MADISON, Wis. (SPECTRUM NEWS) — Nick Gaeu manages Lange Equipment in Rothschild, Wisconsin.

He says a glut of early-season snow has gotten people excited to get out and ride their snowmobiles.

“Guys are excited, it's been years since we've had this much snow this early in the season,” Gaeu said.

Leading up to Christmas, he said that meant good business.

“What we see with sled sales are strong, and normally we don't see this kind of momentum until Mid-January into February,” Gaeu said.

Since Spectrum News spoke with Gaeu, things have warmed up, some trails have even closed.

“We need some cold weather, yup we have a lot of snow and not a lot of cold this year,” said Dave Newman, president of the Association of Wisconsin Snowmobile Clubs.

Newman said there is still plenty of winter left. Which is good because it helps drive economies across the state.

“Really all over the state it can be a huge impact a lot of businesses, whenever the trails are open gas stations get busy, motels, restaurants, snowmobilers spend a lot of money when they're out there riding,” Newman said.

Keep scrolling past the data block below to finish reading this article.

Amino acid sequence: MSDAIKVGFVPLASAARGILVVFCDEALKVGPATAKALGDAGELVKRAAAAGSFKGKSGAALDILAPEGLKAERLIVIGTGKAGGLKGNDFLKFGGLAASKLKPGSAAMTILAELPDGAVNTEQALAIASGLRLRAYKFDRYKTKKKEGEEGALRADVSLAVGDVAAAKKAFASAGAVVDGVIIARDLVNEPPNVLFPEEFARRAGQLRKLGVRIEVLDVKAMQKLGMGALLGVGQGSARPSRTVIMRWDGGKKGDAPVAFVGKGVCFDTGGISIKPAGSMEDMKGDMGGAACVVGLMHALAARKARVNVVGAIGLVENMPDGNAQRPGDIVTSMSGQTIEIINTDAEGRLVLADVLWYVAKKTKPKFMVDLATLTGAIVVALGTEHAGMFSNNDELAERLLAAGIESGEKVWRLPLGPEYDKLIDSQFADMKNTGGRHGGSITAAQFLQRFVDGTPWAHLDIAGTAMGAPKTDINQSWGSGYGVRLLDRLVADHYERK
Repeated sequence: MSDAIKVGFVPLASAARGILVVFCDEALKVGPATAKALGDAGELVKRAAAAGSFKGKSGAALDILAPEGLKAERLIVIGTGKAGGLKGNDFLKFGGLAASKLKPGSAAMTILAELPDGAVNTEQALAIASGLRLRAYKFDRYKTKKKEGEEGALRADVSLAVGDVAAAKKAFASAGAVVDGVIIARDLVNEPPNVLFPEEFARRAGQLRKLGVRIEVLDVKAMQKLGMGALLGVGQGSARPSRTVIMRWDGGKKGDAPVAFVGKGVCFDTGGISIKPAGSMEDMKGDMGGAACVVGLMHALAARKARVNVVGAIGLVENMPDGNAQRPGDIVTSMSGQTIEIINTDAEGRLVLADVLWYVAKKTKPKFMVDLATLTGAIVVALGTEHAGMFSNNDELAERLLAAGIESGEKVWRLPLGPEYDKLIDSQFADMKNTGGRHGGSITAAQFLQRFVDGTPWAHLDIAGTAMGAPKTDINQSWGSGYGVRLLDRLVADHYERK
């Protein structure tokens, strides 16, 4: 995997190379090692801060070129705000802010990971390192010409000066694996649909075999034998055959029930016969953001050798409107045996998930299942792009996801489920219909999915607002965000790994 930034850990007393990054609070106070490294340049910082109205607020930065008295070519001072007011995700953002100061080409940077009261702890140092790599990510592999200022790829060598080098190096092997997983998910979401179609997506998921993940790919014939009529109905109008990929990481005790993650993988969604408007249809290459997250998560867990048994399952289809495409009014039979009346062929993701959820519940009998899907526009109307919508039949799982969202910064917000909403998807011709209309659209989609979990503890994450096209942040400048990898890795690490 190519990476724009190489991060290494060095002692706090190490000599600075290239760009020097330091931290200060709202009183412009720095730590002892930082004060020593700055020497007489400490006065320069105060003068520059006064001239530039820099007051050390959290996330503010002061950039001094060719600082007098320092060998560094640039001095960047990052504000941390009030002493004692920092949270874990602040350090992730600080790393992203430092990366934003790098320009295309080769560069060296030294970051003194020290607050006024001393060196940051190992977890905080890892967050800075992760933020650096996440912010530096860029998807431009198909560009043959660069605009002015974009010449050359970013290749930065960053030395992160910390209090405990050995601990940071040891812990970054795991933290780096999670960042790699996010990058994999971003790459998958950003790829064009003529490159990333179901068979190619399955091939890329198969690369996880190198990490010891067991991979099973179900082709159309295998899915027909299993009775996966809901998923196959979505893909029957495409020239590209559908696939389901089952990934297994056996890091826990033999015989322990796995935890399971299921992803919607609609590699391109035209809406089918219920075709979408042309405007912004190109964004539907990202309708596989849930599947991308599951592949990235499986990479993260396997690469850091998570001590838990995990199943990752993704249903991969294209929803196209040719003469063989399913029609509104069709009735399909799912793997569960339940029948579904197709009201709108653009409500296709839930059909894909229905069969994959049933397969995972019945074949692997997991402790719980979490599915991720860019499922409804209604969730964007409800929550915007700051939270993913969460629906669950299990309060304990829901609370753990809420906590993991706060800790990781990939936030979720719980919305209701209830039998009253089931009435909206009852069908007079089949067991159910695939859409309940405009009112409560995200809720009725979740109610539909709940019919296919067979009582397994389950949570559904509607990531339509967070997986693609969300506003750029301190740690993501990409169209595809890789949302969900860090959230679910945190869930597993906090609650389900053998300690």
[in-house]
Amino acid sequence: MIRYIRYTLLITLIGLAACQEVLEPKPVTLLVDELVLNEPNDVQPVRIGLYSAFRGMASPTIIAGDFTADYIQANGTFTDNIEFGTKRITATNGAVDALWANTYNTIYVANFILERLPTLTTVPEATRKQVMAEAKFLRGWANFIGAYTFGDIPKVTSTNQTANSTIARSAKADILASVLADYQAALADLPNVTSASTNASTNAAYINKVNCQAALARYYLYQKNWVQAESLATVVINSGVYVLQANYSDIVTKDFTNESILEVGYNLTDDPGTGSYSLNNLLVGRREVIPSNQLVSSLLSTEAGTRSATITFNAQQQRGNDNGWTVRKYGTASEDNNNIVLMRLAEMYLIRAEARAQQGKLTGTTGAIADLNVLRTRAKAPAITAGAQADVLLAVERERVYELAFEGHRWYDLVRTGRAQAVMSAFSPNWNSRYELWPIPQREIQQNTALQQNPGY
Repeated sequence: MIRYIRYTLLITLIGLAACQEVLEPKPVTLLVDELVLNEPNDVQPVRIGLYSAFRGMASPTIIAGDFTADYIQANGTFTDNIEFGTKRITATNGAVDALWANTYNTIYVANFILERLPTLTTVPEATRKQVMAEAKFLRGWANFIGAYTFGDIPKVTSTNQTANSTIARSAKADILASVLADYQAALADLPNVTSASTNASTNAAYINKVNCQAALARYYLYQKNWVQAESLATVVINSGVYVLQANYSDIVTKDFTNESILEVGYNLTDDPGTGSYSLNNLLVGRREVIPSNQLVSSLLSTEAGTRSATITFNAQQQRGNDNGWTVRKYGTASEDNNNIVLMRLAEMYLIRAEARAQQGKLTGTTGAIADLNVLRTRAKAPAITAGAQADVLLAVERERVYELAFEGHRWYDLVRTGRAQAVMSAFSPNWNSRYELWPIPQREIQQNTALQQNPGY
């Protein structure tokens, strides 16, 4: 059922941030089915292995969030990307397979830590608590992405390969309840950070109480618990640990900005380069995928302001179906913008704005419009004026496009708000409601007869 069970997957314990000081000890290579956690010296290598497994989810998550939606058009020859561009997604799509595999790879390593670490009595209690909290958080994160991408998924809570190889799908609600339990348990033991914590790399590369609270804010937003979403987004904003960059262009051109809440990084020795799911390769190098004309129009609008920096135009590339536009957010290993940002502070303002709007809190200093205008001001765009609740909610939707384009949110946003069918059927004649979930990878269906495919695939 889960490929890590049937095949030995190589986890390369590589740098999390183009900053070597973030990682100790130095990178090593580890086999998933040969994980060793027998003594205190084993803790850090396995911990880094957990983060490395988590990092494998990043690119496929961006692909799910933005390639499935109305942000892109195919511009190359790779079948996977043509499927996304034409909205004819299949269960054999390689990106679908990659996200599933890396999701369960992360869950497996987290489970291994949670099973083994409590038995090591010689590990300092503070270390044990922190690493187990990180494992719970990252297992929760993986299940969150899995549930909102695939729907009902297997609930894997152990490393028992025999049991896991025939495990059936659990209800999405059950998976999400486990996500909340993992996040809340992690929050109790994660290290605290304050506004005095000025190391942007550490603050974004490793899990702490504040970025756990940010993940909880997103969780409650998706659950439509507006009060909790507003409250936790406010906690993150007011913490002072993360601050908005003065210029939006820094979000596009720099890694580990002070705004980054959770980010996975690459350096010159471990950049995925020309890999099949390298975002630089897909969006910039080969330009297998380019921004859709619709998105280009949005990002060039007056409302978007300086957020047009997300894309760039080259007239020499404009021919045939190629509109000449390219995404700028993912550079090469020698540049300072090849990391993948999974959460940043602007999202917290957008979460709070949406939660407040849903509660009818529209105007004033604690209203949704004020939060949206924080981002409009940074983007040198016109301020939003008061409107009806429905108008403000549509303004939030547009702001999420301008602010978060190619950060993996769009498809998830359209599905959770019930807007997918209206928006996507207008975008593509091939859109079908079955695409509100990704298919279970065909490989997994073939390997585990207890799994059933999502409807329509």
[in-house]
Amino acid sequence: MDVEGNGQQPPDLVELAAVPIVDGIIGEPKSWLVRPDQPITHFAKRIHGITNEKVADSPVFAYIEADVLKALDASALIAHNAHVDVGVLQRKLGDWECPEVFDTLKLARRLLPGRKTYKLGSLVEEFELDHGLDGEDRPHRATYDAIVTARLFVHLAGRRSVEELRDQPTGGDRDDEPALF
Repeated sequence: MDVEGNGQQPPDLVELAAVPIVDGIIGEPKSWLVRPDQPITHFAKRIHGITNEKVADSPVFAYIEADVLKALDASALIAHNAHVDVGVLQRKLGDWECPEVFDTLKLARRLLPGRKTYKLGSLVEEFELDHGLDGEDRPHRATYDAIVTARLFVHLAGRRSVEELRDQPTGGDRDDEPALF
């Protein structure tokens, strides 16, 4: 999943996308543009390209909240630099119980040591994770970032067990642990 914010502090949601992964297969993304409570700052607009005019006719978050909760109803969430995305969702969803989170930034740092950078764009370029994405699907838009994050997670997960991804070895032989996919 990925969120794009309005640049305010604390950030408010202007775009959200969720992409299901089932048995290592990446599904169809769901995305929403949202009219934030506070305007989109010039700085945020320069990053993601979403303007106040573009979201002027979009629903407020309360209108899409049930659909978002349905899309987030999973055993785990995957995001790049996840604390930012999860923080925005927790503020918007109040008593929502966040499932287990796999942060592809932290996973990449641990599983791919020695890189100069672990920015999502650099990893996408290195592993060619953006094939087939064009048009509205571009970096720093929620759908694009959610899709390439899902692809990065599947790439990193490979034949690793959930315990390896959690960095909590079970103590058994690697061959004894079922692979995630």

The Outdoor Industry Association estimates that outdoor recreation generates nearly $18 billion year-round in Wisconsin. Plus, more than $5 billion in wages.

Part of that is because of how popular winter sports are for people who live here. The Wisconsin Department of Natural Resources estimates that about 46 percent of Wisconsinites participate in winter outdoor recreation activities.

Snowmobiling accounts for a huge chunk of that with more than 18 percent of people participating in the state.

Then there are winter events that bring people in from out of state.

The one-week American Birkebeiner cross-country ski race in northern Wisconsin brings about 30,000 people a year to the town of Hayward. Climate Wisconsin estimates that the event brings in $4 million over the course of a weekend.

A national report commissioned by the Natural Resources Defense Council and Protect Our Winters shows that winter tourism in Wisconsin adds $647.7 million to the economy. The report also shows that winter sports generate $373 million in labor income.

While winter sports help Lange's near Wausau, it also provides Gaeu and so many other people a chance for fun through Wisconsin's cold months.

“I've been itching to go for the last three weeks already,” Gaeu said.